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Striking Gold

Золотой: made of gold, golden, wonderful, talented, rich

Here in Moscow we went from summer’s smoky inferno to fall’s dreary rain with barely time to switch the fan for the heater. Sodden and chilled, I’m still hoping for золотая осень (golden autumn) when the trees turn a brilliant yellow against a vibrant blue sky. In the meantime, I’ve been thinking about the words золото (gold) and золотой (golden), and enjoying the fact that for once, Russian and English seem to be largely on the same page.

In Russian, as in English, золото refers to gold metal, a gold coin or sports medal, riches or anything of great value. Наш новый сотрудник — золото (Our new employee is pure gold). You can also say: Такие менеджеры у нас на вес золота (Our managers are worth their weight in gold).

English and Russian share a number of gold and golden expressions, like не всё то золото, что блестит (all that glitters is not gold), золотой мальчик (golden boy), золотая середина (golden mean) and золотой век (golden age). Both English and Russian seem to have picked up the expression молчание — золото (silence is golden) from German. English generally leaves out the first half of the expression, which Russian still sometimes maintains: слово — серебро (speech is silver).

We also share a belief in golden eggs, although we disagree on what is laying them. In Russian you say убить курицу, несущую золотые яйца (to kill the chicken that lays golden eggs). This expression is used when someone eliminates a source of income, spelled out nicely in this example: Зачем убивать курицу (то есть, хозяина), несущую золотые яйца (то есть, обеспечивающую кров и питание)? (Why would someone kill the chicken — that is, his boss — who lays golden eggs –— that is, who provides food and shelter?)

In Russian золотая жила (a vein of gold) or золотое дно (literally, “gold bottom”) are what we call in English a gold mine or a mother lode. Туризм — это настоящее золотое дно для области (Tourism is a real gold mine for the region). Wealth might come more suddenly in золотой дождь (literally, “golden rain”). На ведомство упал золотой дождь — и бюджетные деньги, и деньги международных займов, и федеральные программы (Money rained down on the agency — from the budget, international loans and federal programs).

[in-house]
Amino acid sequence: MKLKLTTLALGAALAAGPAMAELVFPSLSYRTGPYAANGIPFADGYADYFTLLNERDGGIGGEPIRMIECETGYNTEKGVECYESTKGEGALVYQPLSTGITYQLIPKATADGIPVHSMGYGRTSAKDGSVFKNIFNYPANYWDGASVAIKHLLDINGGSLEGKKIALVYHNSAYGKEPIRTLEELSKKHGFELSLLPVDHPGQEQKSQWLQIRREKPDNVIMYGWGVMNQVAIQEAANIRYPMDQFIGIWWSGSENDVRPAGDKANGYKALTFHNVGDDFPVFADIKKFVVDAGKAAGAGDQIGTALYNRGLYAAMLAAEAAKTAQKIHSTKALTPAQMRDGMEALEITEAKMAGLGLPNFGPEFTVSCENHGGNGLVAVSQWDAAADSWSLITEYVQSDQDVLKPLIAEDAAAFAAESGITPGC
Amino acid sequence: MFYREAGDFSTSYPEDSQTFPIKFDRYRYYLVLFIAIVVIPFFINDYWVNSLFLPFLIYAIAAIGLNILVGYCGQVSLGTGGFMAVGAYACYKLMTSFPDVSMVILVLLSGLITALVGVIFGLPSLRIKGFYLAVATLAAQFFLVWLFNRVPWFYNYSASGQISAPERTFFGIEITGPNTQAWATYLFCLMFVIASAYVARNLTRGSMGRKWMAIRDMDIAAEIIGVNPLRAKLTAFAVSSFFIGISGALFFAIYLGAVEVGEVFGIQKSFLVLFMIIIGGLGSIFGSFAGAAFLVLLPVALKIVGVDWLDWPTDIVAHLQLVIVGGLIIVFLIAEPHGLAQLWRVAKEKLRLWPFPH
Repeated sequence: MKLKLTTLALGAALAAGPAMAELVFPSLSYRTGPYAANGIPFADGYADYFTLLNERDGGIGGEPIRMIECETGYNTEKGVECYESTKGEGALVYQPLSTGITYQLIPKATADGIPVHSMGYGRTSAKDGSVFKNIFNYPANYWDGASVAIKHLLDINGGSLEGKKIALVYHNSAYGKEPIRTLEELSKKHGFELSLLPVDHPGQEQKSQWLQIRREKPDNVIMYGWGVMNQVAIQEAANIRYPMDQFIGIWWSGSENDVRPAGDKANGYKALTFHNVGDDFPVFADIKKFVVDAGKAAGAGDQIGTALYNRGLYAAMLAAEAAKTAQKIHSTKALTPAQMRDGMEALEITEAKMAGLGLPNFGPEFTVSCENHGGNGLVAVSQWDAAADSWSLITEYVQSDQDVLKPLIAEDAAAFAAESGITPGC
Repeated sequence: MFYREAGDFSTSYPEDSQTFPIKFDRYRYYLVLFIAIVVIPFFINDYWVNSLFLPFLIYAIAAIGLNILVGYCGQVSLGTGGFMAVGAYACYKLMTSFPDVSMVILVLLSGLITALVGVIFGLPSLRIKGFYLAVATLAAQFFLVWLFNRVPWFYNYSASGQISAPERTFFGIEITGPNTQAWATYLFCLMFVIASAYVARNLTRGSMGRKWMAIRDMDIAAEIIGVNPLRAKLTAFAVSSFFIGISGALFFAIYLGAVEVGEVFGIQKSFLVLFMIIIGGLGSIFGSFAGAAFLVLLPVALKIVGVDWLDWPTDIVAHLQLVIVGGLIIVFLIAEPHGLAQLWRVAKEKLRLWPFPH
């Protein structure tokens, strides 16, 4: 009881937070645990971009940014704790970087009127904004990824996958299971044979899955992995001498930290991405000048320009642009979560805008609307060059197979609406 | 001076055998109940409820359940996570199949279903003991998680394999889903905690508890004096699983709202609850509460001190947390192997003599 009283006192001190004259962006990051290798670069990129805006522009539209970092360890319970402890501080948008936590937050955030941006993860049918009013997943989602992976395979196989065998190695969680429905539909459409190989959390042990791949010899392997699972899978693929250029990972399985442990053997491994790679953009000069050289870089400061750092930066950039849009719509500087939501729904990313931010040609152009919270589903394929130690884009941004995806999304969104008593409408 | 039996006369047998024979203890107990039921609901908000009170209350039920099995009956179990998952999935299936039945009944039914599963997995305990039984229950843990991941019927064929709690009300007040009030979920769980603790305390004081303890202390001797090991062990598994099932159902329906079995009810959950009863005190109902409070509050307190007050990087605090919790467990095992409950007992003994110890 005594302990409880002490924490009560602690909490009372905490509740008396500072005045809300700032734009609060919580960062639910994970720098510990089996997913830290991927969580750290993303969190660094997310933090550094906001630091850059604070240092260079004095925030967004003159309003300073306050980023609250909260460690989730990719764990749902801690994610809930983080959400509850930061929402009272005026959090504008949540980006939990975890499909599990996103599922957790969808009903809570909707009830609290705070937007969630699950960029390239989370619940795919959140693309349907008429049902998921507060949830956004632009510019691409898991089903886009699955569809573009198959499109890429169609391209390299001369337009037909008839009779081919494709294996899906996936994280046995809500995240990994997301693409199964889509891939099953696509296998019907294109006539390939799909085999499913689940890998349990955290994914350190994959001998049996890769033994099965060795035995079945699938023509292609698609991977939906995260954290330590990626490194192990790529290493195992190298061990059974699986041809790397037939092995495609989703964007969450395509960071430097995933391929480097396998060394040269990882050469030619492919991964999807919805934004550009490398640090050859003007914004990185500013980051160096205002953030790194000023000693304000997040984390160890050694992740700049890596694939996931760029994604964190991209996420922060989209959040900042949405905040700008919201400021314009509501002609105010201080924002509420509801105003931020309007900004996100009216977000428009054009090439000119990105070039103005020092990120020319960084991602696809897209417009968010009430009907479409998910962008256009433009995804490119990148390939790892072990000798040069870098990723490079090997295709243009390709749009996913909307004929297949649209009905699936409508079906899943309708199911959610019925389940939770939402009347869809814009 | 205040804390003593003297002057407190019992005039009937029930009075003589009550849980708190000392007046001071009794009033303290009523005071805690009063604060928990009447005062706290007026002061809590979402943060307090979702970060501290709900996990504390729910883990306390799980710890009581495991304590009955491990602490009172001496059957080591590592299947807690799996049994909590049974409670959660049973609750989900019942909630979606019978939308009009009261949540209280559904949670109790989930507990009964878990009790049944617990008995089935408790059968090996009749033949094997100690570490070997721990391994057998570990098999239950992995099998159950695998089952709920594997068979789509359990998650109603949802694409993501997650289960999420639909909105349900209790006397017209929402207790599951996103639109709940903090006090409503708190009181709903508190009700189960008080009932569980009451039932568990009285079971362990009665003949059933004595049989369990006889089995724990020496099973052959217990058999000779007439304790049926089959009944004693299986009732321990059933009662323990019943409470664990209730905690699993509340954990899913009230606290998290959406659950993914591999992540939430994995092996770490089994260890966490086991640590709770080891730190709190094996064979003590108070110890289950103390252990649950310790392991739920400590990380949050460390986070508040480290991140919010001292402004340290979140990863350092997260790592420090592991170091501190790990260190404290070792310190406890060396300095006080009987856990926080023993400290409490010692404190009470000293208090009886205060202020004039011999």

If someone is very rich, you can call him золотой мешок (a sack of gold). This is now a bit old-fashioned. Today you’d be more likely to call a rich person олигарх (oligarch), чиновник (bureaucrat) or жена мэра (mayor’s wife).

Gold can refer to a skill, regardless of the income produced. У неё были золотые руки — она отлично шила (She was a dab hand at sewing; literally, “She had golden hands”). In some cases, you can also add on the second half of the expression: У него золотые руки, да рыло поганое (literally, “He has clever hands, but his face is a wreck”). That is, he’s a skillful worker, but a drunk.

Gold can also mean exemplary personal qualities. Золотой мой (literally, “my golden one”) is an exclamation of praise and love. Or you can call someone золотой человек (kind-hearted) or talk about someone’s золотое сердце (heart of gold).

And then there’s золотая молодежь (literally, “golden youth”), a calque from the French jeunesse doree. In the Soviet period and now, it’s used to describe rich kids from privileged families. You know — дети чиновников (bureaucrats’ kids).

Michele A. Berdy is a Moscow-based translator and interpreter. Her collection of columns, The Russian Word’s Worth, will be released by Glas in September 2010.

The views expressed in opinion pieces do not necessarily reflect the position of The Moscow Times.

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